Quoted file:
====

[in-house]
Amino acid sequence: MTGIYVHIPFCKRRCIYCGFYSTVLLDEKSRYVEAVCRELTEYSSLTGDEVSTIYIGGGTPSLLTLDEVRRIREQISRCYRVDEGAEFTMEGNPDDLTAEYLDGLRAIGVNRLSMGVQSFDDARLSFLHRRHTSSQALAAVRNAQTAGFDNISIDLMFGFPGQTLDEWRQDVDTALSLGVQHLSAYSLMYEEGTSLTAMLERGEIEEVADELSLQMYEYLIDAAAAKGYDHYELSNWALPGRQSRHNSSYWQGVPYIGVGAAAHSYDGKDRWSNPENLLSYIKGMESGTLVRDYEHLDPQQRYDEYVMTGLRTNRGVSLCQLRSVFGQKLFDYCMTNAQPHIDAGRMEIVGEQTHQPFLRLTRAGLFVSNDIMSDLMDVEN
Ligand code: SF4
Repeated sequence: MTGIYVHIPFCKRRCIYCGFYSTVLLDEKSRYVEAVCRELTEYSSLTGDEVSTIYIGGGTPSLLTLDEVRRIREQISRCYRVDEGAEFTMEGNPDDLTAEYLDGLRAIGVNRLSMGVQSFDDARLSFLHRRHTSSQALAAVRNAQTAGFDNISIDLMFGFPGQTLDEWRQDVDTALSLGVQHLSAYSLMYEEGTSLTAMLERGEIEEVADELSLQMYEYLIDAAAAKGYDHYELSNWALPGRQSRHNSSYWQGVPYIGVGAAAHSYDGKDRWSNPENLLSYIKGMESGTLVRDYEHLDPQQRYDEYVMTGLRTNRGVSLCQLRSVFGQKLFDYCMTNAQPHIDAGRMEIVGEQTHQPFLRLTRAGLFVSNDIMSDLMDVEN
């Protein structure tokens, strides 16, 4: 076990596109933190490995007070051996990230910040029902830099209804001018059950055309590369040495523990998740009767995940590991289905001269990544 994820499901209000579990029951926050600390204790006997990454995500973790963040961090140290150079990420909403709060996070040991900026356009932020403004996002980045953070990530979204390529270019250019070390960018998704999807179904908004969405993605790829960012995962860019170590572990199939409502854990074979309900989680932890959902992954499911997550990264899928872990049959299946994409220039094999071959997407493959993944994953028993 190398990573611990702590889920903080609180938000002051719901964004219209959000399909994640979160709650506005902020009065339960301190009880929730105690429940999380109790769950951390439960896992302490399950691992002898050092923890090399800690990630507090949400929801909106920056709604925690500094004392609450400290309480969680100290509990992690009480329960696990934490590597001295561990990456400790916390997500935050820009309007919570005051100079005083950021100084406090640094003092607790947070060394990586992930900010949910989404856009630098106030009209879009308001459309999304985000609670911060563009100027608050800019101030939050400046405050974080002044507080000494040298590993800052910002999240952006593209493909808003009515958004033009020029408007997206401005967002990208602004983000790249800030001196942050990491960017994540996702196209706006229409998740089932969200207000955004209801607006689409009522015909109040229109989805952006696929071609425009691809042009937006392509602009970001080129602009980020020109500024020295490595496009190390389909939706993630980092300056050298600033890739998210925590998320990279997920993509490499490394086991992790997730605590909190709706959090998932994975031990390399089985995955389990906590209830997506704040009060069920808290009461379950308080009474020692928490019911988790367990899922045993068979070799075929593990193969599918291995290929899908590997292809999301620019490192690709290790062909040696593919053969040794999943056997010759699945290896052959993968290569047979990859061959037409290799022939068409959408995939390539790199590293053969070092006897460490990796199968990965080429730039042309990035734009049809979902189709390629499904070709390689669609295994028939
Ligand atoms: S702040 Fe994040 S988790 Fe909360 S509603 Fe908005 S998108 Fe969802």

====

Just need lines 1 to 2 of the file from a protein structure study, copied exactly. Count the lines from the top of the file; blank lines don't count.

[in-house]
Amino acid sequence: MTGIYVHIPFCKRRCIYCGFYSTVLLDEKSRYVEAVCRELTEYSSLTGDEVSTIYIGGGTPSLLTLDEVRRIREQISRCYRVDEGAEFTMEGNPDDLTAEYLDGLRAIGVNRLSMGVQSFDDARLSFLHRRHTSSQALAAVRNAQTAGFDNISIDLMFGFPGQTLDEWRQDVDTALSLGVQHLSAYSLMYEEGTSLTAMLERGEIEEVADELSLQMYEYLIDAAAAKGYDHYELSNWALPGRQSRHNSSYWQGVPYIGVGAAAHSYDGKDRWSNPENLLSYIKGMESGTLVRDYEHLDPQQRYDEYVMTGLRTNRGVSLCQLRSVFGQKLFDYCMTNAQPHIDAGRMEIVGEQTHQPFLRLTRAGLFVSNDIMSDLMDVEN